After all, if you must make $1000 because you borrowed $1000, few, if any businesses could guarantee such an ROI except with illegal drugs. The best I can say is that it discouraged the less capable and confident but not much else. After all, if people can be that soft in the head as to listen to some bozo on a pedestal about profit when that guy hasn't made a dime himself, what good are they in the business world?
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Old 01-20-2010, 12:47 PM
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The best I can say is that it discouraged the less capable and confident but not much else. After all, if people can be that soft in the head as to listen to some bozo on a pedestal about profit when that guy hasn't made a dime himself, what good are they in the business world?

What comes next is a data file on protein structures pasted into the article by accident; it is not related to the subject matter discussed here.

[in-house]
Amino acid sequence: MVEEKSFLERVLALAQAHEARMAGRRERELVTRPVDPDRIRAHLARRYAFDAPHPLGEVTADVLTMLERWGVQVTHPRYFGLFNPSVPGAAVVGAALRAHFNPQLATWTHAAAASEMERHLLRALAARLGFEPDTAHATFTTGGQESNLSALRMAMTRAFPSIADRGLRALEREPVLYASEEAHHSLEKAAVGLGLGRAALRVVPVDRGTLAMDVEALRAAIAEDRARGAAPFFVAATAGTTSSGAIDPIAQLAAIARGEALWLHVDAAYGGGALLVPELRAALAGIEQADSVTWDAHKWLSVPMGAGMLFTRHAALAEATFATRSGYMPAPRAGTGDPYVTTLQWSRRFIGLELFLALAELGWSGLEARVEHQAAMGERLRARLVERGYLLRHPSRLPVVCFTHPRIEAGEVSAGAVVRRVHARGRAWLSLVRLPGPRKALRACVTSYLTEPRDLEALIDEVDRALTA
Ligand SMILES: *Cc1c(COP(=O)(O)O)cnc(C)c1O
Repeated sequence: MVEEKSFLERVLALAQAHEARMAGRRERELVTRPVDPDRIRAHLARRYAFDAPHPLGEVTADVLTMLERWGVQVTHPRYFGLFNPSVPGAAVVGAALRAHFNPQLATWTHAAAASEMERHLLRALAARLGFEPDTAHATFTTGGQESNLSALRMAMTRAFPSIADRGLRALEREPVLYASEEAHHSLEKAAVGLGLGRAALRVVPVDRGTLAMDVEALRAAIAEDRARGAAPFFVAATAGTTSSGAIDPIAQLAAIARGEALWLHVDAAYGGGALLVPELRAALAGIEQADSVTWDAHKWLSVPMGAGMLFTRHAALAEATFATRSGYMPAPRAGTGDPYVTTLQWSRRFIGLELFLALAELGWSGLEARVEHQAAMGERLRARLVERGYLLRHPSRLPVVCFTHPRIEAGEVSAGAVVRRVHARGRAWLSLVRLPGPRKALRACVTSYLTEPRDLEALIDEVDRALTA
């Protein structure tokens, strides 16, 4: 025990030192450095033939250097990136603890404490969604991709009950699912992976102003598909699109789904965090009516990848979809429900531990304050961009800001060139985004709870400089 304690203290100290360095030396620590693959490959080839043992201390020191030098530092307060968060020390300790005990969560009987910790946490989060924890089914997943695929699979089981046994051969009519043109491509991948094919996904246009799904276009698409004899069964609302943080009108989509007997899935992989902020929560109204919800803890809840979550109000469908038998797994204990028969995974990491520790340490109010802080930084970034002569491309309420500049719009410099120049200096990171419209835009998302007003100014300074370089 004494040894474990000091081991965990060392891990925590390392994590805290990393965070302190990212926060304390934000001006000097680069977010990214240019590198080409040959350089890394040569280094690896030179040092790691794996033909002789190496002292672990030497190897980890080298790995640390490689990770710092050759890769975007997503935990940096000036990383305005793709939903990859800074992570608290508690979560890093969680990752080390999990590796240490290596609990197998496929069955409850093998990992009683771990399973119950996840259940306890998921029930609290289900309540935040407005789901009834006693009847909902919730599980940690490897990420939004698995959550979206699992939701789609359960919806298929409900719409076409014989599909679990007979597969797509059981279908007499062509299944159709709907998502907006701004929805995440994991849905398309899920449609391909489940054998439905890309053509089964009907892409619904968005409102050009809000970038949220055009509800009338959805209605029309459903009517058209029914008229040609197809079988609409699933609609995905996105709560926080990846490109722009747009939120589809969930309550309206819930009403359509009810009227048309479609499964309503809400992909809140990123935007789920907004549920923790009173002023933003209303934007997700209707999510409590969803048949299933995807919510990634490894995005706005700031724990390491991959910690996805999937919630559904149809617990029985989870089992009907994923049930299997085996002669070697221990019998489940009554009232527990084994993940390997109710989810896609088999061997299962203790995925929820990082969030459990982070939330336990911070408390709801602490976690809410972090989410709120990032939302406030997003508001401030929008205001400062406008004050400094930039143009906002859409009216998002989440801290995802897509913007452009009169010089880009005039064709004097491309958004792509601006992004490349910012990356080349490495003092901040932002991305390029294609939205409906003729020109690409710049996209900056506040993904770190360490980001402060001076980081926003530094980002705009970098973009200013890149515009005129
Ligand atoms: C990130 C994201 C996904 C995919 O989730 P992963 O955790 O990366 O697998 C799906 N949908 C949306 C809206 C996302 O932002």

There was no 'business world' in the modern sense at the time. If the modern corporation had been invented when he wrote it, it only had been around for a few decades at best. Calvin and his idea were very influential in Europe, particularly Scotland, and also in the USA as modern corporations were evolving. So, if it only served to keep less capable businessmen out of the field, that magnified over a few generations, could have a substantial effect on the growth of the economy.
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Old 01-20-2010, 12:55 PM